GASB Issues Revised Proposal on Service Concession Arrangements
June 18, 2010
In light of comments received to its June 2009 Exposure Draft (ED) on service concession arrangements, the Governmental Accounting Standards Board (GASB) has issued a revised ED, "Accounting and Financial Reporting for Service Concession Arrangements." The proposed Statement would apply only to those arrangements in which a transferor - such as a public institution - retains specific control criteria. Comments are due August 17, 2010.
For over two decades, higher education institutions have entered into various types of arrangements with private business enterprises to deliver services to university students, faculty, and staff. These arrangements are typically called public-private partnerships. GASB's use of the term service concession arrangements (SCA) more broadly includes partnerships or arrangements between a transferor (a governmental entity such as a public institution) and an operator (either private sector or governmental) in which (1) the transferor conveys to an operator the right and related obligation to provide services through the use of infrastructure or another public asset (a "facility") and (2) the operator collects and is compensated with fees from third parties.
The revised ED is only applicable when the government maintains elements of control over the arrangement (such as determination of services, clientele, and prices and entitlement to a significant residual interest in the facility). The proposed statement provides the control criteria. Arrangements in which control is transferred to the operator would not be subject to the requirements of the proposed Statement.
Existing or new facilities transferred to an operator for service are subject to the accounting and reporting provisions of the ED. Existing facilities continue to be reported as capital assets that are subject to depreciation, impairments, and disclosure. New or improved facilities are reported at fair value on the date that operation of the facility begins. After initial measurement, the capital asset is subject to existing requirements for depreciation, impairment, and disclosures. Whether facilities are new, improved, or existing, the capital asset should not be depreciated if the arrangement requires the operator to return the facility to the transferor in its original or an improved condition.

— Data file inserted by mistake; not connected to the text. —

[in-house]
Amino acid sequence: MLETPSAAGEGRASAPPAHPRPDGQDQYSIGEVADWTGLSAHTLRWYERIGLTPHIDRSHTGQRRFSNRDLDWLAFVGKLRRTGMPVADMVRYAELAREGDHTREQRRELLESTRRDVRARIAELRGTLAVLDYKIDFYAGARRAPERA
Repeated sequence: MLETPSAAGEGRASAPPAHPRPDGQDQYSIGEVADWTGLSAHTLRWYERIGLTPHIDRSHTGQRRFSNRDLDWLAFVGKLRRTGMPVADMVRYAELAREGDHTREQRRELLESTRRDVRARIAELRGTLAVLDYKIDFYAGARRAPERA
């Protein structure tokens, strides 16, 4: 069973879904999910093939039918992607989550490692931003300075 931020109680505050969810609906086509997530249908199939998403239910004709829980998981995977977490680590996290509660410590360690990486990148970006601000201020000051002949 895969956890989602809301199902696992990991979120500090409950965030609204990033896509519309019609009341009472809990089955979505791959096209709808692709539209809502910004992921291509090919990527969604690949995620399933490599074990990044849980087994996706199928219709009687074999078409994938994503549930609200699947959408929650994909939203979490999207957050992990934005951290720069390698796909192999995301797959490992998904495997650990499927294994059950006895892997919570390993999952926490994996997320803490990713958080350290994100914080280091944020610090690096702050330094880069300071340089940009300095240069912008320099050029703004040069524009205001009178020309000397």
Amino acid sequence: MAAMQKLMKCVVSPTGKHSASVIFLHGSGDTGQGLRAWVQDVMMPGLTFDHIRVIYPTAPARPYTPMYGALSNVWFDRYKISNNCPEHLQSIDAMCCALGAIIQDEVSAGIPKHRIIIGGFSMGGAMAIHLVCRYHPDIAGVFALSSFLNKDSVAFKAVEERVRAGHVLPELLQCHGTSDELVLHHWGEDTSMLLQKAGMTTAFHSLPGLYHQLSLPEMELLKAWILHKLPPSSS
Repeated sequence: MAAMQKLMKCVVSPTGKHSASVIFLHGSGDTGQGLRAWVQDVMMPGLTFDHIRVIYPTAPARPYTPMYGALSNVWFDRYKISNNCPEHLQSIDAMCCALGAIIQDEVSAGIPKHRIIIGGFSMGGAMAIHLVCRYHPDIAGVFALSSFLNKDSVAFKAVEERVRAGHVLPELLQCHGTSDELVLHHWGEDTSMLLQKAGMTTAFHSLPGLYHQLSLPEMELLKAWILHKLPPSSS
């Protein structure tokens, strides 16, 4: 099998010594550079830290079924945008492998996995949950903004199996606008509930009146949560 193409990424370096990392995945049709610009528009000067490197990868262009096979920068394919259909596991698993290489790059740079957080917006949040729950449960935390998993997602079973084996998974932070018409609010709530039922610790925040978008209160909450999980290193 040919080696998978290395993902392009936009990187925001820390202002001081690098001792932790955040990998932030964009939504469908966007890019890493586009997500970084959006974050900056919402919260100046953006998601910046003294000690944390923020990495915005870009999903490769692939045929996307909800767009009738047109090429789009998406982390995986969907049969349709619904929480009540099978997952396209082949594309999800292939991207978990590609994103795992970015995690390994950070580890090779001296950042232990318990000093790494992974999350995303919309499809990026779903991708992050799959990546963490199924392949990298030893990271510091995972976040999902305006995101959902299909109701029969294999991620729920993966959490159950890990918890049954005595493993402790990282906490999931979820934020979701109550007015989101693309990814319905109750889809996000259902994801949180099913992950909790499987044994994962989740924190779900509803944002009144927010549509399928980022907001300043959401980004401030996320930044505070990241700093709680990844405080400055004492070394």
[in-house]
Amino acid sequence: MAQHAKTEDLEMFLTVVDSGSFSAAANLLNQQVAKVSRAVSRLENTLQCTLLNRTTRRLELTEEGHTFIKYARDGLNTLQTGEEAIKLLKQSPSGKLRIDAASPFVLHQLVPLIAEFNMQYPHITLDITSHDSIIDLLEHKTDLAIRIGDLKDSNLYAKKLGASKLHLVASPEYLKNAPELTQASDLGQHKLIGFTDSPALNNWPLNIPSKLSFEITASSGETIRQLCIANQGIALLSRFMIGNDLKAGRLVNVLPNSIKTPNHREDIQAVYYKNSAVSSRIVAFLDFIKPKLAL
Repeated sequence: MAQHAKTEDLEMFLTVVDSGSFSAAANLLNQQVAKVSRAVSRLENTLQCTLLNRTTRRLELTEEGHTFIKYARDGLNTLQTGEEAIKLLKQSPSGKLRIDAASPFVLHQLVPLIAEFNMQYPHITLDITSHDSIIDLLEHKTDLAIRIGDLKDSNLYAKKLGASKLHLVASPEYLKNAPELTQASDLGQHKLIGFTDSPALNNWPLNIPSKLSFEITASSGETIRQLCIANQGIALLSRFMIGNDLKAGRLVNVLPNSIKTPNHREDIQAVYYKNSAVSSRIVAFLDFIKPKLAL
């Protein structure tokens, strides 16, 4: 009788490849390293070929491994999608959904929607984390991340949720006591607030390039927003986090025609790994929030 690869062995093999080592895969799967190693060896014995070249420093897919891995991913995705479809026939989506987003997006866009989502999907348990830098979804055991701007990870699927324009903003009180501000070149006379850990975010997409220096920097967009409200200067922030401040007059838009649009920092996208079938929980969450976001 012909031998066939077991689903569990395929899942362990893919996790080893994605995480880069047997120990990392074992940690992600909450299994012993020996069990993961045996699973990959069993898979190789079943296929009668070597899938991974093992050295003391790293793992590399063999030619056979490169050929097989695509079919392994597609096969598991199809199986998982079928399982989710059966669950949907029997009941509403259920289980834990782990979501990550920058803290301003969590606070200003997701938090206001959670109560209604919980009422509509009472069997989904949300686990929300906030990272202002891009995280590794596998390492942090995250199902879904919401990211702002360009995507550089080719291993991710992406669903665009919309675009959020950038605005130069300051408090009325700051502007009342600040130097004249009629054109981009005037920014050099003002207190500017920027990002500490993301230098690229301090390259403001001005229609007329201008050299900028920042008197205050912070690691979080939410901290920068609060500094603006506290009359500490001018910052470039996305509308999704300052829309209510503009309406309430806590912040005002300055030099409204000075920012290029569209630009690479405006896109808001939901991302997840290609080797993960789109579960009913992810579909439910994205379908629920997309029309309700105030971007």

Deferred Inflows of Resources
When operators improve or purchase facilities for use in a SCA, the estimated fair value of the asset less any related liabilities would be considered a deferred inflow of resources. The deferred inflow of resources should be reduced and revenue should be recognized in a systematic and rational manner over the term of the arrangement, beginning when the facility is placed into operation.
A transferor should recognize a liability for certain obligations to sacrifice financial resources under the terms of the arrangement. Liabilities associated with the SCA should be recorded at their present value if a contractual obligation is significant and meets either of the following criteria:
(1) The contractual obligation directly relates to the facility (for example, obligations for capital improvements, insurance, or maintenance on the facility). This obligation could relate to ownership of the facility or could arise from the transferor's responsibility to assure that the facility remains fit for the particular purpose of the arrangement.
(2) The contractual obligation relates to a commitment made by the transferor to maintain a minimum or specific level of service in connection with the operation of the facility (for example, providing a specific level of police and emergency services for the facility or providing a minimum level of maintenance to areas surrounding the facility).
If a liability is recorded to reflect a contractual obligation to sacrifice financial resources then the liability should be reduced as the transferor's obligations are satisfied.
The provisions of this Statement are effective for financial statements for periods beginning after December 15, 2011, or FY13 for the vast majority of public institutions.
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